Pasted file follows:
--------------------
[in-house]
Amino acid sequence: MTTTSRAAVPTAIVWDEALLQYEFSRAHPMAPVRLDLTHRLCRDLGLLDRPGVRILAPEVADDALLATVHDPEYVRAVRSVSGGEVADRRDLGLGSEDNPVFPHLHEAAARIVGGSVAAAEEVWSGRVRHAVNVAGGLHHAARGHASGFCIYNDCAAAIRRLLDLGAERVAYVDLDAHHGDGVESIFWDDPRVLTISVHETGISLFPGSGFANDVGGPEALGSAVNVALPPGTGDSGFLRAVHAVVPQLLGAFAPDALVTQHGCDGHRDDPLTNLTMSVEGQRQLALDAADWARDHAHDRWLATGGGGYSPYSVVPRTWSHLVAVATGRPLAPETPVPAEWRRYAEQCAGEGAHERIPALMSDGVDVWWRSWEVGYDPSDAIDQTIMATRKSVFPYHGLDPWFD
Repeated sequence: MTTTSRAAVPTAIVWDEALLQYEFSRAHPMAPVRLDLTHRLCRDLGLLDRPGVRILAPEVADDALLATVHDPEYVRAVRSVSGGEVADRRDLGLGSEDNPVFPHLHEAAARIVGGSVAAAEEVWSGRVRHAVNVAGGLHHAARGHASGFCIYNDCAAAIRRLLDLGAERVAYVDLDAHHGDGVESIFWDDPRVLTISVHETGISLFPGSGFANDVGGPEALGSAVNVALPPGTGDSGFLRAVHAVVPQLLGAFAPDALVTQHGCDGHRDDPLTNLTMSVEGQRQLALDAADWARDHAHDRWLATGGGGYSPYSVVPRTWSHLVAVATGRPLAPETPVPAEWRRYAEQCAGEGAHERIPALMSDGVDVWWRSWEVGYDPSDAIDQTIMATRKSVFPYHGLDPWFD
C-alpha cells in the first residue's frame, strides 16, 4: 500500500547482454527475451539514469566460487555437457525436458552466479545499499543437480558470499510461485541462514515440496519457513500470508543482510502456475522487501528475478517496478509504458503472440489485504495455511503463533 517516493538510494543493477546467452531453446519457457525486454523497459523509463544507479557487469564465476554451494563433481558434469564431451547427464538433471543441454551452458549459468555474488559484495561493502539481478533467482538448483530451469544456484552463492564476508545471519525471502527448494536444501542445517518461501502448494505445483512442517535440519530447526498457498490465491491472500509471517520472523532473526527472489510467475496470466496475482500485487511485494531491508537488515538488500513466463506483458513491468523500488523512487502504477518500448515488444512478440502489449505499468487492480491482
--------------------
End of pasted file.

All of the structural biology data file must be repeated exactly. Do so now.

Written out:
[in-house]
Amino acid sequence: MTTTSRAAVPTAIVWDEALLQYEFSRAHPMAPVRLDLTHRLCRDLGLLDRPGVRILAPEVADDALLATVHDPEYVRAVRSVSGGEVADRRDLGLGSEDNPVFPHLHEAAARIVGGSVAAAEEVWSGRVRHAVNVAGGLHHAARGHASGFCIYNDCAAAIRRLLDLGAERVAYVDLDAHHGDGVESIFWDDPRVLTISVHETGISLFPGSGFANDVGGPEALGSAVNVALPPGTGDSGFLRAVHAVVPQLLGAFAPDALVTQHGCDGHRDDPLTNLTMSVEGQRQLALDAADWARDHAHDRWLATGGGGYSPYSVVPRTWSHLVAVATGRPLAPETPVPAEWRRYAEQCAGEGAHERIPALMSDGVDVWWRSWEVGYDPSDAIDQTIMATRKSVFPYHGLDPWFD
Repeated sequence: MTTTSRAAVPTAIVWDEALLQYEFSRAHPMAPVRLDLTHRLCRDLGLLDRPGVRILAPEVADDALLATVHDPEYVRAVRSVSGGEVADRRDLGLGSEDNPVFPHLHEAAARIVGGSVAAAEEVWSGRVRHAVNVAGGLHHAARGHASGFCIYNDCAAAIRRLLDLGAERVAYVDLDAHHGDGVESIFWDDPRVLTISVHETGISLFPGSGFANDVGGPEALGSAVNVALPPGTGDSGFLRAVHAVVPQLLGAFAPDALVTQHGCDGHRDDPLTNLTMSVEGQRQLALDAADWARDHAHDRWLATGGGGYSPYSVVPRTWSHLVAVATGRPLAPETPVPAEWRRYAEQCAGEGAHERIPALMSDGVDVWWRSWEVGYDPSDAIDQTIMATRKSVFPYHGLDPWFD
C-alpha cells in the first residue's frame, strides 16, 4: 500500500547482454527475451539514469566460487555437457525436458552466479545499499543437480558470499510461485541462514515440496519457513500470508543482510502456475522487501528475478517496478509504458503472440489485504495455511503463533 517516493538510494543493477546467452531453446519457457525486454523497459523509463544507479557487469564465476554451494563433481558434469564431451547427464538433471543441454551452458549459468555474488559484495561493502539481478533467482538448483530451469544456484552463492564476508545471519525471502527448494536444501542445517518461501502448494505445483512442517535440519530447526498457498490465491491472500509471517520472523532473526527472489510467475496470466496475482500485487511485494531491508537488515538488500513466463506483458513491468523500488523512487502504477518500448515488444512478440502489449505499468487492480491482